Tschanüff Castle (Valsot) - Switzerland

tschanüff castle valsot switzerland


Tschanüff Castle
is a ruined castle in the former town in Ramos (now Valsot) in the canton of Graubünden in Switzerland. It is a Swiss heritage site of national importance.

History of Tschanüff Castle

The Lords of Ramos first appear in historical records in the 12th century. They were vassals about the Bishop of Kur and the Lords of Tarasp. The oldest part of the castle is the main tower, which was built as a bergfried (battle tower with no permanent residents) in the 12th century for the Lords of Ramos.

The ring wall was added in the 13th century. On 12 March 1256, the Count of Meinhard of Tyrol granted the knight Nannes of Ramos the right to build a castle on Ramos. Since there was already a fortification here, this resolution probably consisted of expanding the small tower into a much larger castle. The new castle allowed the Ramos family to control trade and taxes throughout the territoryLower Engadine. 

tschanüff castle valsot switzerland 1
Tschanüff Castle Valsot Switzerland

On August 19, 1317, Nannes and his brother Johannes divided the estate in two. Johannes' successors, Konrad and Schweiker, fell out with each other over their inheritance. The conflict escalated until the Duke of Austria, Leopold, intervened in 1365. The agreement between the brothers said that they both accepted the dukes of Austria as their overlord, the castle was to remain open to the dukes, and if they quarreled again, the castle and the surrounding lands would become the property of Austria. 

Despite the difficult conditions, Konrad and Schweiker quickly began fighting again, and in 1367 Schweiker killed Konrad and fled Chanyuf. In gratitude for his service in the Austrian War in Italy, the Duke appointed Ulrich Match the owner of Tschanüff.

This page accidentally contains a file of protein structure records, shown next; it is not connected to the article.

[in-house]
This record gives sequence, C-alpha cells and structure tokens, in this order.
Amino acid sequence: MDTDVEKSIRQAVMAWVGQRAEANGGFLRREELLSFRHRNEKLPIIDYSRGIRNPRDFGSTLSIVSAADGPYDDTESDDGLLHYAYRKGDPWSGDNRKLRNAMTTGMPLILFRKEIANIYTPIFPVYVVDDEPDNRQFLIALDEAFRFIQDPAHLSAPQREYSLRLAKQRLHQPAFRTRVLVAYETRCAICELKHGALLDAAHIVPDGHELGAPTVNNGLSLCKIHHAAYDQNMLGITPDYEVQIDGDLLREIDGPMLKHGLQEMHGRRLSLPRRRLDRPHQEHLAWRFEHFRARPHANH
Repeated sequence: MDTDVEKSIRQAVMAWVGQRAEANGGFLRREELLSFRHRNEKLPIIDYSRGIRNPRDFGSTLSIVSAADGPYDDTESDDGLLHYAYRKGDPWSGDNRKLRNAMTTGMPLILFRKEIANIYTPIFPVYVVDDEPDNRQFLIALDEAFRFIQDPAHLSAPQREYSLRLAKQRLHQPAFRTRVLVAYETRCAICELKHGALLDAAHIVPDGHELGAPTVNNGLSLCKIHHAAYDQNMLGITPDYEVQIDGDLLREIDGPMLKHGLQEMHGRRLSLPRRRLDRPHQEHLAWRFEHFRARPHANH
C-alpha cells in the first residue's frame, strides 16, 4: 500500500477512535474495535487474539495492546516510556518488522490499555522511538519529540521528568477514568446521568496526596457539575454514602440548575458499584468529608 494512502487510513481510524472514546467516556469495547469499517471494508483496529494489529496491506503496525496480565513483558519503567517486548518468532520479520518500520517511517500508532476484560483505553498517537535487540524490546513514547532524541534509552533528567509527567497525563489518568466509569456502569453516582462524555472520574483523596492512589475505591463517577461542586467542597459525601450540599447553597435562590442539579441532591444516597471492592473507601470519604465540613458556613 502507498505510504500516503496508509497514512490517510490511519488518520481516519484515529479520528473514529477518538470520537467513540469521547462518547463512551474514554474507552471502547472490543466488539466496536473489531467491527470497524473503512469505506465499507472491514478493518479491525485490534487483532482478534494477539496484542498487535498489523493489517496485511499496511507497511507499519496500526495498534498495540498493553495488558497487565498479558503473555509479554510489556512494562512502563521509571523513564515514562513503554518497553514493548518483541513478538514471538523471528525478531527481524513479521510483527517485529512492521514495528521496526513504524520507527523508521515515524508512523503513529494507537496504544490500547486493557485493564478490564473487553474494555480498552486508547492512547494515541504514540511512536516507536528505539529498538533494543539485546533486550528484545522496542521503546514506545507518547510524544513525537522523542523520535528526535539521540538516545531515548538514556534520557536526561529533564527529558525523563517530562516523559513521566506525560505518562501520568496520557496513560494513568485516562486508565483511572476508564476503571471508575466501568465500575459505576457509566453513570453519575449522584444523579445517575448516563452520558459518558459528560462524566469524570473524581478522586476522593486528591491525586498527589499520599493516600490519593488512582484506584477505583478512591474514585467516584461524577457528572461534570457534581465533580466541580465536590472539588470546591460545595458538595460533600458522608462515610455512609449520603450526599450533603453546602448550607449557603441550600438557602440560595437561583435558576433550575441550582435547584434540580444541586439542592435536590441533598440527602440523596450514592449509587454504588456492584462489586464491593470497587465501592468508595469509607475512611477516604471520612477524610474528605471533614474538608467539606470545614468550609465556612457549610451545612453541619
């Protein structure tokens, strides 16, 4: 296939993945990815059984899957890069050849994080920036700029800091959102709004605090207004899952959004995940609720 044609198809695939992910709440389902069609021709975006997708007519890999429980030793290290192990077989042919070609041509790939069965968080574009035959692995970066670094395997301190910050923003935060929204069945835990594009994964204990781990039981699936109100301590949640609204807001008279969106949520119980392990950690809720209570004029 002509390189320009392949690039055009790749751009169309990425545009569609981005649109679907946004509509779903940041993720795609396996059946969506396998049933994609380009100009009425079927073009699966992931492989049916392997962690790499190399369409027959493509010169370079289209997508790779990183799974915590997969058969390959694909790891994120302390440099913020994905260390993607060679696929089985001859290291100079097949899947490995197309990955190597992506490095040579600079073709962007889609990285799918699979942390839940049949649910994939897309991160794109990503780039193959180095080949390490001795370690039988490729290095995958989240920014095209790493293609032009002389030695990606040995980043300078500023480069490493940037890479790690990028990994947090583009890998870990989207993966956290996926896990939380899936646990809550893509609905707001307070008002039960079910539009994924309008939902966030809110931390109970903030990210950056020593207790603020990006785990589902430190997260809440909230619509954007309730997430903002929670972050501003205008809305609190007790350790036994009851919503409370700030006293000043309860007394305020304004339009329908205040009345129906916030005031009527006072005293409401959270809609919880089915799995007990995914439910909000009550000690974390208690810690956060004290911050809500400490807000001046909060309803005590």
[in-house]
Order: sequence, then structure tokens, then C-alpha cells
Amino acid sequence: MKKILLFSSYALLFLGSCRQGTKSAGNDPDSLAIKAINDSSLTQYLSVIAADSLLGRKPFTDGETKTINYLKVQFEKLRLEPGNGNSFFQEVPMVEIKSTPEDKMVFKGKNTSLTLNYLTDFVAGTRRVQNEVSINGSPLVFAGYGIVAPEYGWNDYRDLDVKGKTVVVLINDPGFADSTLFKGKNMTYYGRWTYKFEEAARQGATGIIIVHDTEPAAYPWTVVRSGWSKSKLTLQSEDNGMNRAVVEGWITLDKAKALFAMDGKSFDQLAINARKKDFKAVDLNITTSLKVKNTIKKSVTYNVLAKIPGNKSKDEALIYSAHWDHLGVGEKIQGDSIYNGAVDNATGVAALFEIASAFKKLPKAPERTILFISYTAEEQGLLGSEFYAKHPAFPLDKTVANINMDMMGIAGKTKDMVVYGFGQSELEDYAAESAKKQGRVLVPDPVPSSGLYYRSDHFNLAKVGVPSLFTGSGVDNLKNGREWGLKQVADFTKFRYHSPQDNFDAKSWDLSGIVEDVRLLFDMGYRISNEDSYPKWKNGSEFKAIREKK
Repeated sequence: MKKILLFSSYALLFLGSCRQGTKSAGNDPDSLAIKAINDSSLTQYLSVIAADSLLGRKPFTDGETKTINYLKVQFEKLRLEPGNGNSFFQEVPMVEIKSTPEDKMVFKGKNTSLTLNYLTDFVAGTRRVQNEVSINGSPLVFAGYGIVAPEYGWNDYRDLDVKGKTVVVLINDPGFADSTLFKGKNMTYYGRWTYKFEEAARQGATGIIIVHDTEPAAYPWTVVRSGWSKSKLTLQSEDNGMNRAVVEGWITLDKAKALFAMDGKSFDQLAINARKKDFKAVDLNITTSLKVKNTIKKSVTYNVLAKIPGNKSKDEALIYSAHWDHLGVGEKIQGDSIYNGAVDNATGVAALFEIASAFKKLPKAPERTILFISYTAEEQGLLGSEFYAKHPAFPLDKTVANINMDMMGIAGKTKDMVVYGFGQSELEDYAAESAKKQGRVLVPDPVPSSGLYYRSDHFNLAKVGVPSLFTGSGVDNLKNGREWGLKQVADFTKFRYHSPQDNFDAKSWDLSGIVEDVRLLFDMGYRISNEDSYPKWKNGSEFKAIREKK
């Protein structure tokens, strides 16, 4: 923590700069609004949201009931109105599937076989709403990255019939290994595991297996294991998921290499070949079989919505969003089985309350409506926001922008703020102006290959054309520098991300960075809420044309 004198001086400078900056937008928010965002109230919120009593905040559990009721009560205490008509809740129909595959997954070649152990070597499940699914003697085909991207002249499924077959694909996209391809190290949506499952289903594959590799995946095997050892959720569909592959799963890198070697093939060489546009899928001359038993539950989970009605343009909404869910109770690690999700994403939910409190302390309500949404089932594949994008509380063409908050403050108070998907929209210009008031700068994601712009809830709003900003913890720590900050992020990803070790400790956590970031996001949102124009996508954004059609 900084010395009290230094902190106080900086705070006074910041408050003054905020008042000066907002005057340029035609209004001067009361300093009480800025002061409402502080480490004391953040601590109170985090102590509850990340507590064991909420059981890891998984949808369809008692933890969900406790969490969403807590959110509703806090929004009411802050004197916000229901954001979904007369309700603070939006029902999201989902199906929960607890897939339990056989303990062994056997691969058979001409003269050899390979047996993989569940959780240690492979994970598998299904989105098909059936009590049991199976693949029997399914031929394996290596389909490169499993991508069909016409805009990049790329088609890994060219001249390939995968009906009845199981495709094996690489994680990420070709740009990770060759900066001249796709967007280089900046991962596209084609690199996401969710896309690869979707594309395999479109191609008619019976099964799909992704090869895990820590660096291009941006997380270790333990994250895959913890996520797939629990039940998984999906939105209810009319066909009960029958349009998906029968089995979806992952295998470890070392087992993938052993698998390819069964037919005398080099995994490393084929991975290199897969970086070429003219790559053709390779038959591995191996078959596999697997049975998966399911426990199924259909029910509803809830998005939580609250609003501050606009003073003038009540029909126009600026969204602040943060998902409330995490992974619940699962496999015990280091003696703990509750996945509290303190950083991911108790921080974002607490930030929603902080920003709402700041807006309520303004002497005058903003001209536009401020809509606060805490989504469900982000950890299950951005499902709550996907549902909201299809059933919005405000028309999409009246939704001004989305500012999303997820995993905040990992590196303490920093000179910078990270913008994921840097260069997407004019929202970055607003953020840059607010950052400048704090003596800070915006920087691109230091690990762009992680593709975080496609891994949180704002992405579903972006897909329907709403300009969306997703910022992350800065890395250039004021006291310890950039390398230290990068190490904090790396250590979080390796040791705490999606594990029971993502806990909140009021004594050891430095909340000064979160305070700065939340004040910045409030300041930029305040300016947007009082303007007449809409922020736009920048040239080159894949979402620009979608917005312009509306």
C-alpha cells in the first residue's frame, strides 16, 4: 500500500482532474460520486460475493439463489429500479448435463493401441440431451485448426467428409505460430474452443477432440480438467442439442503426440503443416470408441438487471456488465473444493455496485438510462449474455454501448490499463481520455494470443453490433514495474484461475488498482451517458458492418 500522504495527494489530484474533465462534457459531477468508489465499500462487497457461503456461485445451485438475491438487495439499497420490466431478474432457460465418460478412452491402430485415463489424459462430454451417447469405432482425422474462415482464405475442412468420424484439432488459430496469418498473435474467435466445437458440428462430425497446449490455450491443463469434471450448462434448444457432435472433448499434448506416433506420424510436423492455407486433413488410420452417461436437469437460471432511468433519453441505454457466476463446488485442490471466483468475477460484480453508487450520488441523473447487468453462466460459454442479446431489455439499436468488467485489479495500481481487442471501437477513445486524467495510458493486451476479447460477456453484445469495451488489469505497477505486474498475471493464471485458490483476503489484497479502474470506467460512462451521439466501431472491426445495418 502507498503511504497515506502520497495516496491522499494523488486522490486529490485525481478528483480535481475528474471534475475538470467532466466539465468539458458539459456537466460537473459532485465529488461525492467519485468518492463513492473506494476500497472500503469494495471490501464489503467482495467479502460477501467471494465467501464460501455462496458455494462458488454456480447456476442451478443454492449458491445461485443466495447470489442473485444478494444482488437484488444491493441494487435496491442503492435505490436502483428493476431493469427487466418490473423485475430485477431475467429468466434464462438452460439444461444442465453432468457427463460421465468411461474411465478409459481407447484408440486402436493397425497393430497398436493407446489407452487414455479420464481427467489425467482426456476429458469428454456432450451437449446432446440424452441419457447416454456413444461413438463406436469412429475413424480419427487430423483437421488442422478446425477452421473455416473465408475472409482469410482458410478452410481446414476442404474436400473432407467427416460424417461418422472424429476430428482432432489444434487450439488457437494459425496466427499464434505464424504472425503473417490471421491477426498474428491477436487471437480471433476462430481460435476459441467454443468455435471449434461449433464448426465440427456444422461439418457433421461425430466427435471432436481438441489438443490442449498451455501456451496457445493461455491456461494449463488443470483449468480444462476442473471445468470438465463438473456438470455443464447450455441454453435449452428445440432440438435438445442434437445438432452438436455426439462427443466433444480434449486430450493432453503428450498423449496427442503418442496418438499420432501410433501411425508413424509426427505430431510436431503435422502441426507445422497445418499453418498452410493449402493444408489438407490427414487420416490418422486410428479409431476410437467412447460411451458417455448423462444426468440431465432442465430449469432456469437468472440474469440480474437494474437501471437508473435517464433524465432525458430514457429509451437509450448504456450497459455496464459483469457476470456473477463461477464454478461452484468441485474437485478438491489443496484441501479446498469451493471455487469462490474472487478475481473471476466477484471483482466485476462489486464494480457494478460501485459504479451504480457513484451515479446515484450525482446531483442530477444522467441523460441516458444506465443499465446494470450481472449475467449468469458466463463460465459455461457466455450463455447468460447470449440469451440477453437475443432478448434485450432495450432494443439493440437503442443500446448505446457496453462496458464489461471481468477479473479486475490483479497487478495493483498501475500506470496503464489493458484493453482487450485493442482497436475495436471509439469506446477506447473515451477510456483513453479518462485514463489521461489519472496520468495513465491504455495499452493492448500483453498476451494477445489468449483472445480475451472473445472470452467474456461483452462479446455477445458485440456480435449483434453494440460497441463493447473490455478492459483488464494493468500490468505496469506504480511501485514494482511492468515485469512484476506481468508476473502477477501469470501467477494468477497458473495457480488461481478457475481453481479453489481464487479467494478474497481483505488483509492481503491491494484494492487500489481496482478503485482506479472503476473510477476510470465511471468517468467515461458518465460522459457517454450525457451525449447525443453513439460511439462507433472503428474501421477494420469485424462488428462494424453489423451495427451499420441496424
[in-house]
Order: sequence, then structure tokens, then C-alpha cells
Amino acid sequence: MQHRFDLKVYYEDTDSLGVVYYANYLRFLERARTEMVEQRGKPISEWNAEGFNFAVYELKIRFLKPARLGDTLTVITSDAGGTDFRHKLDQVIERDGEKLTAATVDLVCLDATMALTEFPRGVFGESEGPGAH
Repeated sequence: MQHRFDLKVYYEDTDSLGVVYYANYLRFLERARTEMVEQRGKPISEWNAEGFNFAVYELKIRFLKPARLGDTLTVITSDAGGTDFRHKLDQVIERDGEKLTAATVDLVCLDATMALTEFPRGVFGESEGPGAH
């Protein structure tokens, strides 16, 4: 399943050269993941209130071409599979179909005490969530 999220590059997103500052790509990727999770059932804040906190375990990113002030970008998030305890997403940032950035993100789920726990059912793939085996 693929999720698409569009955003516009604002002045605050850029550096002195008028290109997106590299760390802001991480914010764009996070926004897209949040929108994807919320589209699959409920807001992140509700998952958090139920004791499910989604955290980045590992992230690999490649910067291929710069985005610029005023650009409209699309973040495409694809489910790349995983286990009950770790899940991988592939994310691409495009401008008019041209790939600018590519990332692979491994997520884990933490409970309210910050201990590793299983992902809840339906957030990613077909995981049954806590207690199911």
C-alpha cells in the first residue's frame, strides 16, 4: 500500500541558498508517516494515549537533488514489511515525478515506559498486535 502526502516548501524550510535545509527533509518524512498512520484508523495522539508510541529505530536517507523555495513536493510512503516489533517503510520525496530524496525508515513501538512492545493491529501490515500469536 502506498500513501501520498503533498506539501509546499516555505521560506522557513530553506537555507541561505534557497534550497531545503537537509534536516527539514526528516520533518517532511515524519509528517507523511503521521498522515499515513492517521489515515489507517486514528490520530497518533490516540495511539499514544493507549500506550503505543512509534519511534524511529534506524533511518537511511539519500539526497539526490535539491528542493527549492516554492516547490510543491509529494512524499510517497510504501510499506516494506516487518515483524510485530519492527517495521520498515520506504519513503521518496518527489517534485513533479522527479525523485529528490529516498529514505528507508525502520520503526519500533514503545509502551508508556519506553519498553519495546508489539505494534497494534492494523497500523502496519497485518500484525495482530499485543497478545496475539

Tschanüff Castle Valsot Switzerland 2
Tschanüff Castle Valsot Switzerland

The Match family took possession of the castle on February 17, 1369. The bishop of Kura also claimed the castle and, fearing the growing influence of Austria in the region, began to confirm his claims. In 1394, Bishop Hartmann forced the Matcha Lords to abandon the castle. However, the following year, Match attacked the castle and plundered it, but retreated when the bishop led an army towards Ramos. In 1421, under a peace treaty, the castle was transferred to the bishop, and the lords of Matcha were paid 2,500 marks for their losses. 

Then the bishops appointed the Vogts to rule the valley for the next centuries. In 1468, the castle was attacked by the League of the House of God during a conflict with the bishop. It may have been besieged during Hennencraig in 1475. 

Tschanüff Castle Valsot Switzerland 3
Tschanüff Castle Valsot Switzerland

During the Swabian WarIn 1499, the bishop's own troops burned the castle to prevent it from falling into the hands of the Emperor. In 1565, rebels against the bishop attacked, looted and burned the outer chamber. The inhabitants of the Lower Engadine were found guilty of causing damage and ordered to pay for the restoration of the castle. Until the 16th century, the castle was called Ramos or Remus in honor of the Lords Ramos. In the 16th century it became known as Tschanüff, which was Romansh for Casa Nova, or new home. This was to distinguish it from the nearby Servisel Castle. 

During the Bündner Wirren in 1622, the castle was captured and burned by troops from Glarus. It was quickly renovated and survived the rest of the turmoil, but was not destroyed. Over the next century and a half, the castle was again used as the seat of the appointed representative of the bishop. It was abandoned in 1780 after part of the castle was destroyed by a landslide.

Tschanüff Castle Map